Friday, December 03, 2004

Eight years later...

As I was watching Lateline on the ABC tonight I saw Pat Dodson who joined Michael Long (and Pat's brother Mick) in a meeting with the Prime Minister.

It reminded me of a meeting between two of the four men in May of 1996.

Having lived in the Top End for some time, I often had the pleasure of meeting and listening to Pat (and to a lesser degree Mick) through the NT Trades & Labor Council.

Most memorable was the emotional foreword Pat gave at The Inaugural Lingiari Lecture, delivered by Sir William Deane, (who was at the time) Governor-General of the Commonwealth of Australia at the invitation of the Council for Aboriginal Reconciliation in Darwin, on 22 August 1996 titled Some Signposts From Daguragu.

We had never before (or since) seen the Auditorium at the Northern Territory University (recently renamed Charles Darwin University) so overflowing with lovers of Lecture!

In a speech given at the National Press Club in Canberra on 28 November 1997, a few weeks before he was to finish his term as Chairperson of the Council for Aboriginal Reconciliation after six years at the helm, Pat Dodson had this to say about the Howard Government:
"In recent times we have seen that commitment from the parliament on reconciliation weaken and dim. It was a multi-party commitment to which the Government is no longer committed. The Government is no longer demonstrating the leadership required.
The Government chooses not to act on the pragmatic and practical recommendations of the Council's social justice package, despite a major consultation process with the Australian community;

It chooses not to apologise to the Stolen Generations despite the example of State and Territory parliaments, major church groups, and many thousands of individual Australians.

And now it has chosen not to act on the heart-felt cries for justice and fair dealing in its response to the Wik decision."


Tonight, eight years later, Pat is still an imposing figure.
Still generous.
Still wise.
Still optimistic.



Shame we can't say the same for John HoWARd.

4 Comments:

Blogger weezil said...

Dodson & others are now getting behind HoWARd's 'mutual obligation' (work-for-the-dole) for the Aboriginal community.

Wise and optimistic?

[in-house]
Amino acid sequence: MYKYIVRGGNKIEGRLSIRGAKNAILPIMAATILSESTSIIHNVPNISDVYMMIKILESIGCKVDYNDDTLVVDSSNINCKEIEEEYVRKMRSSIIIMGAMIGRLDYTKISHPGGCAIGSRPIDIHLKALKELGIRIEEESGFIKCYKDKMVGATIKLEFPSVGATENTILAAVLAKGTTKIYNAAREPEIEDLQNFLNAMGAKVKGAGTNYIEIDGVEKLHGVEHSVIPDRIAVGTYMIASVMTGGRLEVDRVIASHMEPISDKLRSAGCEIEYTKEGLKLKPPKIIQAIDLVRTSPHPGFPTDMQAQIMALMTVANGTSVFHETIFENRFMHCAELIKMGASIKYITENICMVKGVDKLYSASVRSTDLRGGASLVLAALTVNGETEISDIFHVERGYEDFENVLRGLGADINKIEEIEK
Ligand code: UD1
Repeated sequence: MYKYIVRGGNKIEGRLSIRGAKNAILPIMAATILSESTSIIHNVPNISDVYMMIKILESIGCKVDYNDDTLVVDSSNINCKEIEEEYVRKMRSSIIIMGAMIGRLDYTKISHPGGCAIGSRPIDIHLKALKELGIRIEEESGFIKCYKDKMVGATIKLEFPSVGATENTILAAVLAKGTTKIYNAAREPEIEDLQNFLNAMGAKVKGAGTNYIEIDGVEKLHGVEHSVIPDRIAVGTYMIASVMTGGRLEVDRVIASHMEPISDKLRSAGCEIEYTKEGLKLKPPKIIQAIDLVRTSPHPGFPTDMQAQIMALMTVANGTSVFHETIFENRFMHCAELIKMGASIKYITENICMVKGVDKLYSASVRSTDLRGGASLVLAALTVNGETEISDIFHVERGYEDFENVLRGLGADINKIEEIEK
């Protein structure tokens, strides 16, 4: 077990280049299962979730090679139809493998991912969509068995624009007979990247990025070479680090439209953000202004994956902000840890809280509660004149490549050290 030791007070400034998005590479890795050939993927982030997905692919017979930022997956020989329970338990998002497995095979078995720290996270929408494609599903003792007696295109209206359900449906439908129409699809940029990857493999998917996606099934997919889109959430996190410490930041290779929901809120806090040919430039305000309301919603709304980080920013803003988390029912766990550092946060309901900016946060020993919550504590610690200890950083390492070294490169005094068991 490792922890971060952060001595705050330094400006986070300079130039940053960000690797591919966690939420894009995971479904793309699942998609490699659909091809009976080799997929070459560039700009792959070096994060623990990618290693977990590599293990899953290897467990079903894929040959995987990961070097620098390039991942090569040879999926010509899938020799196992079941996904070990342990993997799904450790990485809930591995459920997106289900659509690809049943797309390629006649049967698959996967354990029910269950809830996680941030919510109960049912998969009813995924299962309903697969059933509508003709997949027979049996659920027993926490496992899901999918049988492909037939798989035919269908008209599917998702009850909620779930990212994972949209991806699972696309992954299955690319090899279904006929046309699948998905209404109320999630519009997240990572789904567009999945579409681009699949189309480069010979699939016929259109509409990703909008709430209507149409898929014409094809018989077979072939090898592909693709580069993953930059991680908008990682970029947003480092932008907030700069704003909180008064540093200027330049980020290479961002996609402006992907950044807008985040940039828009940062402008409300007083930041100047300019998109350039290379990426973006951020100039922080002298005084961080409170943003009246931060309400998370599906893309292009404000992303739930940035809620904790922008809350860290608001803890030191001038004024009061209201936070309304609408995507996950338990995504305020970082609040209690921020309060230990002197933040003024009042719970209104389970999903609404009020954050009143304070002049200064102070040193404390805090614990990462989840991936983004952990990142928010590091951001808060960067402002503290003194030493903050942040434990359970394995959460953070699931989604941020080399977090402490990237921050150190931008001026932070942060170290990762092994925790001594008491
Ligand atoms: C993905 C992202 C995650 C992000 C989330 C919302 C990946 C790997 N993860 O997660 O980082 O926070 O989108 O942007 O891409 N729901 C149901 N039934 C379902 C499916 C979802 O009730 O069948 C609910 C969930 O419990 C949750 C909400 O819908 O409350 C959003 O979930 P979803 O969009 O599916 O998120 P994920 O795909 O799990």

Hmmmmmmmmmmm.

8:38 pm  
Blogger suki said...

...or, with HoWARd's fourth term, and his eight year record of not caring enough about the past, present and future of indigenous communities to effect any real changes in their life outcomes, it could be seen as harm minimisation on the part of the elders.

8:01 am  
Blogger weezil said...

righty-o...

Work-For-The-Dole in Gulf Country:

* Roo counter
* Yellow-Peril-From-North spotter (50x more accurate than Jindalee)
* etc.

It's still just glorified sit-down money. No problems are solved. Healthcare will still suck and effective education remains a fond wish.

Call me when the life expectancy of Aboriginal men touches 50 years. Then I'll say the policy, whatever policy, worked.

Harm minimisation? Dragging out the status quo is not minimisation- it's continued victimisation.

No wonder there are voices like Murrandoo.

-weez

11:14 pm  
Blogger suki said...

CDEP was the first work for the dole project. Aboriginal people can write the book on CDEP and soul destroying work.
Years of the same impasse have brought no change.
In the nineties, the NT had a mandatory sentencing regime. During protests outside the courthouse for the enquiry into the death in custody of one such aboriginal man, what was as upsetting to the indigenous community was the non-indigenous reporters referring to the young man as an orphan. In western society he was.
In indigenous society, there is NO SUCH CONCEPT as an ORPHAN! This boy was connected to everyone and looked after by the community.

This tells me that we have to start with self-determination. Moreover, this should come from representatives of the community. Pat Dodson, Mick Dodson, Peter Yu and Noel Pearson are all in such positions.

1:36 am  

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